Boris Johnson’s top Scots law adviser has quit over the UK Government’s plan to ditch the Brexit divorce deal, raising difficult questions for the Scottish Tory party.
Lord Keen of Elie, the Advocate General for Scotland, was deeply unhappy after ministers admitted the provisions in the UK Internal Market Bill would breach international law.
“I tendered my resignation to the prime minister first thing this morning”, he told us.
His offer to quit came after Northern Ireland Secretary Brandon Lewis appeared to directly contradict his comments in the House of Lords.
Well, would you look at that – straight after the #LiaisonCommittee we get a Number 10 statement:
'Lord Keen has resigned as Advocate General for Scotland. The Prime Minister thanks him for his service'
— Dan O'Donoghue (@MrDanDonoghue) September 16, 2020
On Tuesday, Lord Keen told peers that the Bill did not “constitute a breach of international law or of the rule of law”.
He said Mr Lewis had “answered the wrong question” when he said the proposals to override elements of the Brexit divorce deal relating to Northern Ireland would break international law in a “specific and limited way”.
However, giving evidence to the Commons Northern Ireland Committee on Wednesday, Mr Lewis said he stood by his original answer which was “absolutely in line” with the legal advice issued by Attorney General Suella Braverman.
“I gave a very straight answer to Parliament last week in line with the Attorney General’s position,” he said.
“I have spoken to Lord Keen. He has looked at the specific question I was asked last week. He has agreed with me that the answer I gave was correct to the question I was given.”
Following some confusion on Wednesday afternoon as to whether Downing Street had actually accepted Lord Keen’s resignation, it was eventually confirmed in a statement.
“Lord Keen has resigned as Advocate General for Scotland. The prime minister thanks him for his service”, a Number 10 spokesman said.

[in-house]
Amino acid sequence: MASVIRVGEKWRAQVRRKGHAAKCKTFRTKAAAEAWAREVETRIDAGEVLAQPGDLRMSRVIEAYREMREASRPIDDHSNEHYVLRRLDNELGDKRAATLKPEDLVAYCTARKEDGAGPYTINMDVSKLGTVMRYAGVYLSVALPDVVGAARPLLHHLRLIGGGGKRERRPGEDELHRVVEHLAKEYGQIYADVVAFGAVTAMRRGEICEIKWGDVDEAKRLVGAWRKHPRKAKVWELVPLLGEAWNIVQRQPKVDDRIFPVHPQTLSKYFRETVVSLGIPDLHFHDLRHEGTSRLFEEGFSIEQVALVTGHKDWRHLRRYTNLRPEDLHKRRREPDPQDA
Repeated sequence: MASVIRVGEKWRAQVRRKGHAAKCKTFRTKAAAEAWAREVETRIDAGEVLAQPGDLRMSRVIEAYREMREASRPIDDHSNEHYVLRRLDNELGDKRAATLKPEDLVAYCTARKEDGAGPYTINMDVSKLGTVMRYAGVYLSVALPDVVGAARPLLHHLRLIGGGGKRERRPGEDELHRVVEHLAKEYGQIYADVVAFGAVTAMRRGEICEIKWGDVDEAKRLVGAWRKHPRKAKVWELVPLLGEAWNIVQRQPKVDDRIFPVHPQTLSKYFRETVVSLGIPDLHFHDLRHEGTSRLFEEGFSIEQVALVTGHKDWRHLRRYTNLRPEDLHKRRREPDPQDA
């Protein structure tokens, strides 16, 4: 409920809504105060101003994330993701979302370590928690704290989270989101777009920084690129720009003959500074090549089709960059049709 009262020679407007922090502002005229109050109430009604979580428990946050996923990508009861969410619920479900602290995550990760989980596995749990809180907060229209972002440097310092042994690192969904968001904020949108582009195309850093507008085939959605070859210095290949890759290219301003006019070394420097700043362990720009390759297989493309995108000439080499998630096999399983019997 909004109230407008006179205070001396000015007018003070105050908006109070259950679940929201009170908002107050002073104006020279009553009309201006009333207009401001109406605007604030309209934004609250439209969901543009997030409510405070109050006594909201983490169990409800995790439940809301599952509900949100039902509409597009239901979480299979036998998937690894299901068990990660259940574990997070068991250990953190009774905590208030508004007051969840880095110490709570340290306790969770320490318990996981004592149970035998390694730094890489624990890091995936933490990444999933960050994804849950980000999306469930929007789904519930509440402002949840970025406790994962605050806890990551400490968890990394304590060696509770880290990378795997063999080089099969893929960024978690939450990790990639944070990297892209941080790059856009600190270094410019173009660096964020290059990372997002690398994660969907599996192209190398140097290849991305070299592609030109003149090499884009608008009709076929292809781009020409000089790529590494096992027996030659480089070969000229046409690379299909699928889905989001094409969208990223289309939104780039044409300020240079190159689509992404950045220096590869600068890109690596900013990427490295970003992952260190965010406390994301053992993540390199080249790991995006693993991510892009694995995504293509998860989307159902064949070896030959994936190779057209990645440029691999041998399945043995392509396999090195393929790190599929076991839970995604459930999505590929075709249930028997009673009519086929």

The peer’s departure comes after the head of the Government Legal Department, Sir Jonathan Jones, quit last week as the Bill was announced.
Lord Falconer, Labour’s shadow attorney general, said Lord Keen’s resignation was a “farce that shames the entire government.”
He said: “The voice of the law officers has been muted, and their authority is completely shot. This has been a farce that shames the entire government.”
The SNP said the Scottish Tories now needed to explain why they were still backing the controversial proposals.
The party’s justice spokeswoman said: “I am pleased that Lord Keen has finally decided to do the right thing and offer his resignation.
“No Scottish law officer could possibly reconcile the lack of regard Boris Johnson and his government has for the rule of law with his or her obligation as an officer of the Scottish Courts.”
She added: “It leaves Douglas Ross and the six spineless Scottish Tory MPs who voted for the bill totally exposed and in an utterly untenable position.
“By voting for this, Scottish Tory MPs are doing anything but standing up for Scotland.”
Mr Johnson has insisted the Bill is intended to provide a legal “safety net” to protect the peace process and ensure the EU could not impose tariffs on goods moving to Northern Ireland from the rest of the UK.